Hurricane Larry destroys electricity, trees and fishing docks in Newfoundland – .

Hurricane Larry destroys electricity, trees and fishing docks in Newfoundland – .

ST. JOHN’S, NL – The City of St. John’s is asking residents to stay home out of this – as the Newfoundland and Labrador saying goes – so crews can clean up torn branches, power lines Falls and debris scattered through the streets by Hurricane Larry.

The storm made landfall as a Category 1 hurricane along the island’s south coast at 11:45 p.m. Atlantic time on Friday, bringing rain patches and sustained winds of up to 130 km / h on the Avalon Peninsula, which includes the provincial capital. of Saint-Jean. Wind gusts have reached speeds of up to 182 km / h, according to measurements taken at the Cape St. Mary’s Lighthouse.

The winds caused massive storm surges that brought waves across the road to places like St. Vincent, a popular spot for whale watching along southern Avalon. In St. John’s, the streets were lined with torn tree branches, debris torn from homes, and in the Rabbittown neighborhood, a tossed chair.

“Hurricane Larry caused a significant amount of damage to trees and property throughout our city,” St. John’s Mayor Danny Breen said at a press conference on Saturday.

Yet, he said, “it could have been a lot worse. “

Larry raced across the Atlantic and ascended into Placentia Bay, a vast body of water separating the Avalon Peninsula from the rest of the island, just as high tide set in. Storm surges combined with high water levels have wreaked havoc in some of the coastal communities along Placentia Bay.

Alex Best woke up on Saturday morning to find his dock in Southern Harbor was pretty much washed away – and he almost took his boat with him.

The 86-year-old retired fisherman said he hadn’t seen high water like those caused by Larry in many decades.

“Our environment is so bad, I mean that’s what causes us to have so many storms so often now,” he said in a phone interview on Saturday. “And we’re not doing anything to fix it either – we’re just letting it get worse all the time. “

Sitting on his deck on Saturday and inspecting the damage, Best said he was taking matters into his own hands.

“One day at a time,” he said. “As long as you can get up and go, that’s the main thing. “

Along the west coast of Placentia Bay in Marystown, firefighters had to evacuate two homes because water was rising to their front doors, Fire Chief Justin Bolt said. “The people of this region had not experienced water at this height during previous storms,” ​​he said. “There was a personal dock in that area that they just managed to secure to keep it from floating. “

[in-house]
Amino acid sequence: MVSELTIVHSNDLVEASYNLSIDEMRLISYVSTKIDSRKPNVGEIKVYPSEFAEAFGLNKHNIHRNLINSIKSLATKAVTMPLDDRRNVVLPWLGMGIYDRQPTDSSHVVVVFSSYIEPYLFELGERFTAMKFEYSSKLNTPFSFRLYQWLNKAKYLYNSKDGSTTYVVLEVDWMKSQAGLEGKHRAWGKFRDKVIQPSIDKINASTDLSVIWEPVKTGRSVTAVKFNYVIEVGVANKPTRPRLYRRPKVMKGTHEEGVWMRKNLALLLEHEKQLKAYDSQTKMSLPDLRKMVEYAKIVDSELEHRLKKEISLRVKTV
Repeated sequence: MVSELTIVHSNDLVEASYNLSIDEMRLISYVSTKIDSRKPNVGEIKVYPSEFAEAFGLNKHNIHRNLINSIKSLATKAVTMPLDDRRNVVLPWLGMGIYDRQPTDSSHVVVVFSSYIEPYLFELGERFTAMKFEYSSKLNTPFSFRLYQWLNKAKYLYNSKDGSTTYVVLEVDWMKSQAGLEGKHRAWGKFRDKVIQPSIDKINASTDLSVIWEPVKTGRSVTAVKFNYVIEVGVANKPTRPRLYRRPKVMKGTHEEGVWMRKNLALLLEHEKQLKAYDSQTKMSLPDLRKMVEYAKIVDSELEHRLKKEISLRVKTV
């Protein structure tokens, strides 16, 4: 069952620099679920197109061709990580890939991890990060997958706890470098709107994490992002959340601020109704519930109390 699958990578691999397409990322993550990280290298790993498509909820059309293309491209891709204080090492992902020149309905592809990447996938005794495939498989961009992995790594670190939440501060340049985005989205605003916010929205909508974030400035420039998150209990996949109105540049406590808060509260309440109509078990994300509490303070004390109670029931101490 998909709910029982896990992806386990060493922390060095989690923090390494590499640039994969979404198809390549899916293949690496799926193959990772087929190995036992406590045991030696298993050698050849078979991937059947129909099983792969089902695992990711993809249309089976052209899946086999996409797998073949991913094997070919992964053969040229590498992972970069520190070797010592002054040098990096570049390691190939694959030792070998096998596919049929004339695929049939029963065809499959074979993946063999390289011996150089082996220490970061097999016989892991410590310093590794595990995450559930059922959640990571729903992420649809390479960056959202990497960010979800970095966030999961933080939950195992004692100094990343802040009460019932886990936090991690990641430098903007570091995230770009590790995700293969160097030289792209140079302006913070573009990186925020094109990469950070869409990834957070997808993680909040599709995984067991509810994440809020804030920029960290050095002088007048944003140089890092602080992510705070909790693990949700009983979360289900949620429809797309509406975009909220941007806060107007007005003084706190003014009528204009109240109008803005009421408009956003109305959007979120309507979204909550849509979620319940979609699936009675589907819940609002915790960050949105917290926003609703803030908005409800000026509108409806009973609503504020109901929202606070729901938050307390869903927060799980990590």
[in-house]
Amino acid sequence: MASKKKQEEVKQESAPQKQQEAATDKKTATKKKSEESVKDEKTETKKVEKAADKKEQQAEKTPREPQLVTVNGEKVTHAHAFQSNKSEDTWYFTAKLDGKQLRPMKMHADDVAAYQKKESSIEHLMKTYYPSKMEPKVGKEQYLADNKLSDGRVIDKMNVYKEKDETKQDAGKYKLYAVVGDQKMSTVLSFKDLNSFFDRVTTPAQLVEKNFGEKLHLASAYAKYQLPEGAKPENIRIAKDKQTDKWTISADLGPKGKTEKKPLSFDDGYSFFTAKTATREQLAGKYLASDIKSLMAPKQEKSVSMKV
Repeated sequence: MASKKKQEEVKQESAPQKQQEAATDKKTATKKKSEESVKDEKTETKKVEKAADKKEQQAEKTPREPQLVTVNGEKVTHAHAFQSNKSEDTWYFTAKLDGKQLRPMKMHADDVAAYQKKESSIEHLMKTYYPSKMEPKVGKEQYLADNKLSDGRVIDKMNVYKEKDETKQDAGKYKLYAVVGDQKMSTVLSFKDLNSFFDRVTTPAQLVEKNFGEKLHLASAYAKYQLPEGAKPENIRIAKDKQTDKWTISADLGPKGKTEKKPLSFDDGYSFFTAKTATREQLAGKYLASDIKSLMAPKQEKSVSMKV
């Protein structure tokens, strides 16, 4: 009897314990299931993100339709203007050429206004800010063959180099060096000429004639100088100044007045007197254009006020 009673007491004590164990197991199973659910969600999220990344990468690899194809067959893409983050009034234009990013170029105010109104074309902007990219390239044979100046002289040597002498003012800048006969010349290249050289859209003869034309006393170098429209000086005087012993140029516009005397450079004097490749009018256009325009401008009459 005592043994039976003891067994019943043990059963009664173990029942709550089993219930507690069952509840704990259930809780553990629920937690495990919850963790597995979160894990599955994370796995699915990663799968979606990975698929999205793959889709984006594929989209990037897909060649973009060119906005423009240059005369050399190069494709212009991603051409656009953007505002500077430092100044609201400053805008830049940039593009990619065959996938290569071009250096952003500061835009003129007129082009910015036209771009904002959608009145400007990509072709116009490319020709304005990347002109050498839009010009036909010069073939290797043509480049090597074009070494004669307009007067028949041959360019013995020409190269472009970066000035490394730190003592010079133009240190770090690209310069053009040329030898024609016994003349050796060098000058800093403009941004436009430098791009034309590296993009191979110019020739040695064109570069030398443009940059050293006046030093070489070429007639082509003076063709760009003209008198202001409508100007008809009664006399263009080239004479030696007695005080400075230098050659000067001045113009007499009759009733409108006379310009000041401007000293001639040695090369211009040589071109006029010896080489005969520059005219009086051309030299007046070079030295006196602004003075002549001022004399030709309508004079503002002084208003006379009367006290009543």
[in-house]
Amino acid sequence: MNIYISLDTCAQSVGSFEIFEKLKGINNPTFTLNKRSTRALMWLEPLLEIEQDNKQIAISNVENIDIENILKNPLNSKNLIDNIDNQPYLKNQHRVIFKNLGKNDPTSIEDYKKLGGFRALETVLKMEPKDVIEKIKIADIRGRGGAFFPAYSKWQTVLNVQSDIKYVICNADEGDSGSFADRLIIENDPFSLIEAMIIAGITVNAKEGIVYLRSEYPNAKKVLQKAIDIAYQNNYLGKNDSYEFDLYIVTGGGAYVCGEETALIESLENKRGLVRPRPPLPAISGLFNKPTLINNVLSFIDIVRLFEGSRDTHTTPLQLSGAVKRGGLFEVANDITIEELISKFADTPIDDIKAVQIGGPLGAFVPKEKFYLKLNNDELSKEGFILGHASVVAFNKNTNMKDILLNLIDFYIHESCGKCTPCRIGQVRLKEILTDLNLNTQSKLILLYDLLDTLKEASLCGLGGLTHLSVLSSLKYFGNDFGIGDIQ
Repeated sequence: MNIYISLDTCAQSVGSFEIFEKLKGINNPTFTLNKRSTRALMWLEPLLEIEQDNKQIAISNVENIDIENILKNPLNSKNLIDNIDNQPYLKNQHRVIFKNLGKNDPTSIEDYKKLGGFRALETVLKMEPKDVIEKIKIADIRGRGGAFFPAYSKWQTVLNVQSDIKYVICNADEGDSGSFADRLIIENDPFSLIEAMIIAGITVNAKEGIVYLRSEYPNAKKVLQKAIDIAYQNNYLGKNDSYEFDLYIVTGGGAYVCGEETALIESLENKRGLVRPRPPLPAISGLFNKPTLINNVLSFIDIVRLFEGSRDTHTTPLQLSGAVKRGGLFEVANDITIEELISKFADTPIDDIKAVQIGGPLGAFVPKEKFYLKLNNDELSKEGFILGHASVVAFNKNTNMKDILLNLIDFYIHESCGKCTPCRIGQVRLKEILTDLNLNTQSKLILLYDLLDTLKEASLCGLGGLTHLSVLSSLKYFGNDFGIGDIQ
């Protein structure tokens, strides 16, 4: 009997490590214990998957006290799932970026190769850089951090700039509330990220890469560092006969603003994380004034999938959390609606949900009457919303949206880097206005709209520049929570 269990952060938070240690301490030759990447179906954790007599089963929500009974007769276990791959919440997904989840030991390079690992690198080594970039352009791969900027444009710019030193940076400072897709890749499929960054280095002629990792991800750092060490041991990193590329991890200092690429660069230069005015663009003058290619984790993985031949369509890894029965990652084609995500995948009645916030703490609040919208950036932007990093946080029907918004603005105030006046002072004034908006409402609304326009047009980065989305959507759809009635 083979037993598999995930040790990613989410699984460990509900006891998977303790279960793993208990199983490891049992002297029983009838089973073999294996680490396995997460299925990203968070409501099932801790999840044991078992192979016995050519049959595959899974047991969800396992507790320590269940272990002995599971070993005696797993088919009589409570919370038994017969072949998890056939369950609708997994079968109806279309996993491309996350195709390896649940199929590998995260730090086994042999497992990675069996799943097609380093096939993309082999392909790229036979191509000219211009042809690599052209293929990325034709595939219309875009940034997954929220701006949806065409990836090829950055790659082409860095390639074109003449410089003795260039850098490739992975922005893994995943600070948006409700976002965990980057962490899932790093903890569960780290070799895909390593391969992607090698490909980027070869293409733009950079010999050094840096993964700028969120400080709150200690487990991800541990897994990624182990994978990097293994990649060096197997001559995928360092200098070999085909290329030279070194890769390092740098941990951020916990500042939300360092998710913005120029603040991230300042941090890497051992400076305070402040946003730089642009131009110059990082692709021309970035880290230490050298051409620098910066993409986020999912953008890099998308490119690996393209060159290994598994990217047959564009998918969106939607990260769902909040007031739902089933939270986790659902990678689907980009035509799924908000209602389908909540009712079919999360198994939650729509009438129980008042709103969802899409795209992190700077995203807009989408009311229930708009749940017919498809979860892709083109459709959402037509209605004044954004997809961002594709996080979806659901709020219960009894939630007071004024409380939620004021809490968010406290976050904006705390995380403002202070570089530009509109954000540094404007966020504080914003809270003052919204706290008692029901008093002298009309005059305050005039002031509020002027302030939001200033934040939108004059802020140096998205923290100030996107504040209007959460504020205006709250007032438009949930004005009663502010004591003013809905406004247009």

Larry felt comparable to Hurricane Igor, said Bolt, which caused extensive damage across the island in 2010 and even took a man offshore.

Back in St. John’s, nearly 10,000 people in the area were still without power on Saturday night, the Newfoundland Power website reported. Earlier today, more than 30,000 residents of the metropolitan area were in the dark. Winds tore off part of the roof of Mary Queen of Peace Elementary School and it lay on a pile of siding and nail-riddled planks some distance away. A huge blue tent set up along Quidi Vidi Lake to house a music festival was taken down and windows facing the road smashed in an empty building at the nearby intersection of Rawlins Cross.

But people stayed inside as the winds tried their best, and no one was hurt, Breen said. He noted that the last time he gathered the media for a press conference following a weather emergency was in January 2020, after the record snowstorm now called “Snowmageddon”. This storm forced city officials to declare a state of emergency for about a week.

It won’t happen this time around, Breen said. If people stay off the roads and let crews clean up, he said life in St. John’s after Larry would return to normal by Sunday.

This report by The Canadian Press was first published on September 11, 2021.


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